In our case, we have a very difficult reality: The UAA contributes a laughably small amount of money to the University itself. About $6 Million, which is a drop in the bucket compared to what gets added to the UF endowment every year through private donations. UF has a $2.0 BILLION endowment, (more than three times that of FSU) and the UF administration and board of trustees have a unified ambition to double or triple that very soon. The donors they are seeking are not necessarily people you'll find sitting in the football bleachers. Al Warrington has donated over $100 million to the UF endowment alone, mostly to the business school. Herbert Wertheim has donated $50 million to the endowment and it's been directed mostly to the engineering school. Believe it or not those guys aren't even big fish when compared to donors at other prestigious schools like Harvard and Stanford. Donors like these are industry titans and inventors. They want their names on buildings and schools, not sports facilities.
So our last two presidents have been focused primarily on building the endowment through private donations. The football program is a distant afterthought. Their biggest concern when it comes to football is some potential scandal that could bring disrepute to the University. An academic scandal like the ones at FSU, North Carolina and Auburn would be a setback to them and a hindrance to their fund raising efforts. We are adding $400 Million + to the endowment every year now and that number is expected to grow substantially. As long as the football coach isn't disgracing the University through scandal and keeps winning 8-9 games a year, everything is hunky-dory to them.
In other words, we have more in common with Vanderbilt than we do Alabama or Clemson. Not to be a Debbie Downer, but that probably won't change any time soon.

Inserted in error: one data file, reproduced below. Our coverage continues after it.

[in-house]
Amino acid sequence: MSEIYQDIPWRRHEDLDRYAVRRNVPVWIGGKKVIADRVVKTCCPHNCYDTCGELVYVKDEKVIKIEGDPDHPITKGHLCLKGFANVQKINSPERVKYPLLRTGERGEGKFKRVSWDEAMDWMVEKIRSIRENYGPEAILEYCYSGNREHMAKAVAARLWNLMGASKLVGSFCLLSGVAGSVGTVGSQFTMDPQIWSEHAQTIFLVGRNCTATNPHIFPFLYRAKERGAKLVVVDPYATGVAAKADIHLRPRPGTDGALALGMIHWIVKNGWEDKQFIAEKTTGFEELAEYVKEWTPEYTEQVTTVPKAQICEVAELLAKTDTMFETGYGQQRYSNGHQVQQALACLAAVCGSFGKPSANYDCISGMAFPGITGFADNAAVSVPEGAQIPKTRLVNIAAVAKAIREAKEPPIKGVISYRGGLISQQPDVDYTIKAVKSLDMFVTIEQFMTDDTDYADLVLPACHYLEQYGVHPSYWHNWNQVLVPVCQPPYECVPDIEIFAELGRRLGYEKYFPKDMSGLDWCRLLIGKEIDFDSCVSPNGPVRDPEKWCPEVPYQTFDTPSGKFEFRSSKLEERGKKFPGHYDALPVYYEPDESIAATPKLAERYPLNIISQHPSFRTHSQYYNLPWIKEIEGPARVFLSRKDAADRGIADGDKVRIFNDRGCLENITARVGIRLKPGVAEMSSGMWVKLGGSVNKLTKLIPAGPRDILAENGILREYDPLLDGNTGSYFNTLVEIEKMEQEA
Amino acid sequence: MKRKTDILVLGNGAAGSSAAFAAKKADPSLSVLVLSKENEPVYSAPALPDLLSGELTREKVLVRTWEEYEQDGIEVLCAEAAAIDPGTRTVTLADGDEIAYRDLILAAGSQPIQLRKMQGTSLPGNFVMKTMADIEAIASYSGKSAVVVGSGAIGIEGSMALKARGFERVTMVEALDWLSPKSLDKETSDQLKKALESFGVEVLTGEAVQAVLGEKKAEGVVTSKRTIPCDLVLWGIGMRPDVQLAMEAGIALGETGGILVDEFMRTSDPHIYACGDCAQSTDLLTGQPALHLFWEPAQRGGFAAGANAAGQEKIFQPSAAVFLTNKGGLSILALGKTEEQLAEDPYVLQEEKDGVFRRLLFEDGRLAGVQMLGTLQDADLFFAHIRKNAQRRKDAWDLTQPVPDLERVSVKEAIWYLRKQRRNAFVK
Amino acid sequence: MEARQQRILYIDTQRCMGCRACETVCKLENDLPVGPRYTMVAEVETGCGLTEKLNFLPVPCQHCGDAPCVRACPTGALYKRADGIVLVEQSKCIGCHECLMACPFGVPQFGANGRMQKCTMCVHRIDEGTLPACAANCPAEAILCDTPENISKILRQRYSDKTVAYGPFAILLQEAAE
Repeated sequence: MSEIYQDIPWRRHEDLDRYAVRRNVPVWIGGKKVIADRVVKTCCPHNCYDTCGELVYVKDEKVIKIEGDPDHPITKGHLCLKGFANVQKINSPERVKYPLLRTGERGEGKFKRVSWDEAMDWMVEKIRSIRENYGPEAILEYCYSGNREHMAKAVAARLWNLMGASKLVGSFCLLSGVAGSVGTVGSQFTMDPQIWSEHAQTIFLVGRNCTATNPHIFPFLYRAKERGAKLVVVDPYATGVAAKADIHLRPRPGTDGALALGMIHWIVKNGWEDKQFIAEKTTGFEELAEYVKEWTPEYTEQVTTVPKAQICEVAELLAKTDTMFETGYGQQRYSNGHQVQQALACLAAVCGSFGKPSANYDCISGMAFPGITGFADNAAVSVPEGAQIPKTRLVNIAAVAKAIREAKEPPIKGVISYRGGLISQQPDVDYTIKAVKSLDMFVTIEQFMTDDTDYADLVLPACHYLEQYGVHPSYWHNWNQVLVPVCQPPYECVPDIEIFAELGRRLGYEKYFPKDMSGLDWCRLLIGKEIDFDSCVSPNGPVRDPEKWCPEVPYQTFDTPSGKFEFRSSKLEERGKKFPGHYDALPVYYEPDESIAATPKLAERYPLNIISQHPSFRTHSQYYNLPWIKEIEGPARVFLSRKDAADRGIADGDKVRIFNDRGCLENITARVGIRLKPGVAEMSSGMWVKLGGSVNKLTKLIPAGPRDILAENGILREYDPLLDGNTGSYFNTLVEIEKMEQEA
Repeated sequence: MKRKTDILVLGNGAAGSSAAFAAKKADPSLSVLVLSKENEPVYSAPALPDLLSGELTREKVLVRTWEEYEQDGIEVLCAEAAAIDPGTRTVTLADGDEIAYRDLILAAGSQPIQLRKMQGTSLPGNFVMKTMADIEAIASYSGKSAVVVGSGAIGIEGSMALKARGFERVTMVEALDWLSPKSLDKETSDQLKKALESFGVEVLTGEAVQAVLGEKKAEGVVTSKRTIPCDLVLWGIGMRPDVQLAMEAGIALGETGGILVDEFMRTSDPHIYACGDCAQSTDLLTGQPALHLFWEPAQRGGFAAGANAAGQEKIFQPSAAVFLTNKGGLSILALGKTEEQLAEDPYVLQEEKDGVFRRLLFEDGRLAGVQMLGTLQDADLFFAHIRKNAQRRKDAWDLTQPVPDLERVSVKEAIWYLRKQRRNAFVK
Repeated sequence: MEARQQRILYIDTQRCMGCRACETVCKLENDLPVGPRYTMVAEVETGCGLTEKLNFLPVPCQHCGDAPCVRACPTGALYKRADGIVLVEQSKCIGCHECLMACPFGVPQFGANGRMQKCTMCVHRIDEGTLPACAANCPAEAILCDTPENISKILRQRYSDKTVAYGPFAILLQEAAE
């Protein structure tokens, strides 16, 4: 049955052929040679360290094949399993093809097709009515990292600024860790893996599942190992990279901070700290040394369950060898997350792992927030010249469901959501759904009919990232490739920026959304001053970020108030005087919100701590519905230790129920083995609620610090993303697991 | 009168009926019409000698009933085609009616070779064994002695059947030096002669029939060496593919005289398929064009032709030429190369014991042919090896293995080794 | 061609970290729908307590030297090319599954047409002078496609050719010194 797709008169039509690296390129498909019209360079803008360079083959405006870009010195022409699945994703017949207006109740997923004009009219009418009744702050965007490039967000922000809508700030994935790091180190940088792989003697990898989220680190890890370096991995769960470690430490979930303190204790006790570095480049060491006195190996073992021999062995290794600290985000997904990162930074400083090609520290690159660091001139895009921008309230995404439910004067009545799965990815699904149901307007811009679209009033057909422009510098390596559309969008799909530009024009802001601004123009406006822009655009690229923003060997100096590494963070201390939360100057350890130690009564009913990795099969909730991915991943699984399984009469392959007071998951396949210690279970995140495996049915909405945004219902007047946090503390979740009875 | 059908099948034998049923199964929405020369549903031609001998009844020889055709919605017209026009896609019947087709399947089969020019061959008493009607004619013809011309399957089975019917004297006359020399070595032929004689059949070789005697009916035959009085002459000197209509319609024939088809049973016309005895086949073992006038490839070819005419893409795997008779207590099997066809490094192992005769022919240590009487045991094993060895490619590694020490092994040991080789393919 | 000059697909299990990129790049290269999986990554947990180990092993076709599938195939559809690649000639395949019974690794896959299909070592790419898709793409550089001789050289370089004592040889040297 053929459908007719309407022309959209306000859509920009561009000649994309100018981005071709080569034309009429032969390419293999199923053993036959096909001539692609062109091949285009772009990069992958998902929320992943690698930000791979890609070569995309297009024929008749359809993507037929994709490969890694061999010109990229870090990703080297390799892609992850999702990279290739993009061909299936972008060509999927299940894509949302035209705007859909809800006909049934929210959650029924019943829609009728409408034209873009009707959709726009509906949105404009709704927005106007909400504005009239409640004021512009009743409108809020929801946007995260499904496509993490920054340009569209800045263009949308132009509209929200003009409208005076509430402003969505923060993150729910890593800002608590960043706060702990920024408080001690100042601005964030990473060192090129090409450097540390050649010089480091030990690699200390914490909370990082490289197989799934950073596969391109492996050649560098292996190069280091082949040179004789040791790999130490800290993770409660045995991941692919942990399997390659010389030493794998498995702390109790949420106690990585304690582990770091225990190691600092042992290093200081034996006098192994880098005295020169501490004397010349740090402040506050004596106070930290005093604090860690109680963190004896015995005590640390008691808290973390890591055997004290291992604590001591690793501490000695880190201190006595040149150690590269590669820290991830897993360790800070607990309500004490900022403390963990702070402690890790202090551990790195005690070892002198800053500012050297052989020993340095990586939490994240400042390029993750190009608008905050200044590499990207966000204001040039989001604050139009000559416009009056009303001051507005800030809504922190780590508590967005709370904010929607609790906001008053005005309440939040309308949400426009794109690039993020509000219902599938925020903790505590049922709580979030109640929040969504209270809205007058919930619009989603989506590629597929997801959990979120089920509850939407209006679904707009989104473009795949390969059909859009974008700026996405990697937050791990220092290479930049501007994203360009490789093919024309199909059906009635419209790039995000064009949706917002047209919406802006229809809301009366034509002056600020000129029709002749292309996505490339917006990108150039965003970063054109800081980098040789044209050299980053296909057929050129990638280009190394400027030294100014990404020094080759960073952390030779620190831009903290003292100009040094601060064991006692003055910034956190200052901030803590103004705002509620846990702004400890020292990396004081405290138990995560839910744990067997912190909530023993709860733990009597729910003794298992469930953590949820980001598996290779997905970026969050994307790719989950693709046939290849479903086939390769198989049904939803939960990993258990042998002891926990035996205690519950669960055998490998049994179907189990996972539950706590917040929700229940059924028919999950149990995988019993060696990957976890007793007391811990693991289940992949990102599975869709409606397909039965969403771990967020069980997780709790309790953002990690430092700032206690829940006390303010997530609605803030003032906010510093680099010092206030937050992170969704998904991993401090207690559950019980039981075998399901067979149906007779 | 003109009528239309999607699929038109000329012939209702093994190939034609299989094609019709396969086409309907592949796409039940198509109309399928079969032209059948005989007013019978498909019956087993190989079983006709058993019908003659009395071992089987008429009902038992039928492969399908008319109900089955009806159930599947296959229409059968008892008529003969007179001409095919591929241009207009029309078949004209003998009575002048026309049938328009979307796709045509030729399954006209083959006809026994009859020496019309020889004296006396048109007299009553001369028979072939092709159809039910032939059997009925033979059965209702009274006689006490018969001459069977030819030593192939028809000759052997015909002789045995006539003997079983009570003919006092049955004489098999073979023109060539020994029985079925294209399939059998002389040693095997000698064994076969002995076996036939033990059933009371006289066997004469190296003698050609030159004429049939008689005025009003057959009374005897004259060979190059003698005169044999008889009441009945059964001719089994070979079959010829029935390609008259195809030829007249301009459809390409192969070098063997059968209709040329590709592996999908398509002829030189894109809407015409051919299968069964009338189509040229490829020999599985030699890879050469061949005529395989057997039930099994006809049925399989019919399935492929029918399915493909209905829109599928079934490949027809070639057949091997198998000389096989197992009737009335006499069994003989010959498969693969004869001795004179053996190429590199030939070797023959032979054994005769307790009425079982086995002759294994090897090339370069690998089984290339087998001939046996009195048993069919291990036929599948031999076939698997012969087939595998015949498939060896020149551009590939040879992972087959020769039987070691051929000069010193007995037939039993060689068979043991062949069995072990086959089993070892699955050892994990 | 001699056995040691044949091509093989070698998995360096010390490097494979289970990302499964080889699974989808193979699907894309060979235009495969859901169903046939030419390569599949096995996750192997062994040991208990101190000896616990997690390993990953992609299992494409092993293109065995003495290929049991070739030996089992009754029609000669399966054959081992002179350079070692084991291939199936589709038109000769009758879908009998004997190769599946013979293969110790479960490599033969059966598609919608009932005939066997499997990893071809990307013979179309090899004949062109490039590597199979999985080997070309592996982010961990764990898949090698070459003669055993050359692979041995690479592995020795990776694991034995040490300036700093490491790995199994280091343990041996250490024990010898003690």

Other problems are is Chicago "elite?" They have some of the finest graduate programs in the world. They maybe have produced more Nobel winners than any other university. But as an undergrad school they are a bit more Vandy like, ie top regional private school rather than national.
As for your particular opinions, I would not call UND elite academically, but of course it is very good. I would call Stanford elite academically. I would consider UMich elite if that is what your UM stands for (hence the abbreviation controversy that some small minds can not let go of here.) There is not one ranking for colleges and universities and VP's offices try to game the system in those rankings. In football there are fewer rankings that matter and it is probably easier to determine who is elite in football than academically.
UF 2017 research spending: $801.4 million
UF research spending reaches record $801.4 million in 2017
UGA 2017 research spending: $410 million
UGA advances in national research ranking - UGA Today
The thing to keep in mind is that the odds of being academically elite are, by definition, rare. And the odds of being athletically elite are, by definition, rare.
So even if there is no causal link between being athletically and academically elite, then we would still expect schools that are both to be extremely rare.
So it shouldn't be surprising or concerning that there aren't many schools that manage to be both.
GT is rated #4 among ALL schools for engineering. Which is what it does. I would call GT an elite engineering school. I would not call UGA an elite school.
One other thing is I suspect GT student's English scores lag behind UGA's, dragging down the overall standardized testing scores.